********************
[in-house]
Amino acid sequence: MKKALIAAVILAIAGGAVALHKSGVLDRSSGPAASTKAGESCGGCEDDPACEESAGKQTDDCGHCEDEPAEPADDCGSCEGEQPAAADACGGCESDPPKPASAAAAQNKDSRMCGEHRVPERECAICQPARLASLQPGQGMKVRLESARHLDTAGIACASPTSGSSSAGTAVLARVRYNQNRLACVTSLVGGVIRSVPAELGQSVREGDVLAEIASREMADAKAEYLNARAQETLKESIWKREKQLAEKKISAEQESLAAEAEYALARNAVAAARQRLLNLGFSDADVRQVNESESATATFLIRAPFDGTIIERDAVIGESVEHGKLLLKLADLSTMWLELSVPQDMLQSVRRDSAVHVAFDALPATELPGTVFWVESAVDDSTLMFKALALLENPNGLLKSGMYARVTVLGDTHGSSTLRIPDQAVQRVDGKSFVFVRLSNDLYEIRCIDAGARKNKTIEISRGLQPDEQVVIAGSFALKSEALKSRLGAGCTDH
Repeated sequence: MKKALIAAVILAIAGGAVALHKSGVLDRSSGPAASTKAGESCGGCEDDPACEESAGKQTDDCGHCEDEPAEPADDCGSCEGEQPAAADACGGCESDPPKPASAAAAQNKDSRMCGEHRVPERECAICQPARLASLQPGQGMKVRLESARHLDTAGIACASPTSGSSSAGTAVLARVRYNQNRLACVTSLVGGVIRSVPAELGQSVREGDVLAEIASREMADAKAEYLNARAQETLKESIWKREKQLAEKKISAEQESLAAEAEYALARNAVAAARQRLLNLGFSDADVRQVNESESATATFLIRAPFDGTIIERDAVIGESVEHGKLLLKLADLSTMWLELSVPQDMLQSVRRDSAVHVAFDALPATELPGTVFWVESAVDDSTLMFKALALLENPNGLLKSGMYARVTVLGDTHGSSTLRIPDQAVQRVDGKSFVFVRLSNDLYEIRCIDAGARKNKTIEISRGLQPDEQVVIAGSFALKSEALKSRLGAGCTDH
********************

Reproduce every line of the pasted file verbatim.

[in-house]
Amino acid sequence: MKKALIAAVILAIAGGAVALHKSGVLDRSSGPAASTKAGESCGGCEDDPACEESAGKQTDDCGHCEDEPAEPADDCGSCEGEQPAAADACGGCESDPPKPASAAAAQNKDSRMCGEHRVPERECAICQPARLASLQPGQGMKVRLESARHLDTAGIACASPTSGSSSAGTAVLARVRYNQNRLACVTSLVGGVIRSVPAELGQSVREGDVLAEIASREMADAKAEYLNARAQETLKESIWKREKQLAEKKISAEQESLAAEAEYALARNAVAAARQRLLNLGFSDADVRQVNESESATATFLIRAPFDGTIIERDAVIGESVEHGKLLLKLADLSTMWLELSVPQDMLQSVRRDSAVHVAFDALPATELPGTVFWVESAVDDSTLMFKALALLENPNGLLKSGMYARVTVLGDTHGSSTLRIPDQAVQRVDGKSFVFVRLSNDLYEIRCIDAGARKNKTIEISRGLQPDEQVVIAGSFALKSEALKSRLGAGCTDH
Repeated sequence: MKKALIAAVILAIAGGAVALHKSGVLDRSSGPAASTKAGESCGGCEDDPACEESAGKQTDDCGHCEDEPAEPADDCGSCEGEQPAAADACGGCESDPPKPASAAAAQNKDSRMCGEHRVPERECAICQPARLASLQPGQGMKVRLESARHLDTAGIACASPTSGSSSAGTAVLARVRYNQNRLACVTSLVGGVIRSVPAELGQSVREGDVLAEIASREMADAKAEYLNARAQETLKESIWKREKQLAEKKISAEQESLAAEAEYALARNAVAAARQRLLNLGFSDADVRQVNESESATATFLIRAPFDGTIIERDAVIGESVEHGKLLLKLADLSTMWLELSVPQDMLQSVRRDSAVHVAFDALPATELPGTVFWVESAVDDSTLMFKALALLENPNGLLKSGMYARVTVLGDTHGSSTLRIPDQAVQRVDGKSFVFVRLSNDLYEIRCIDAGARKNKTIEISRGLQPDEQVVIAGSFALKSEALKSRLGAGCTDH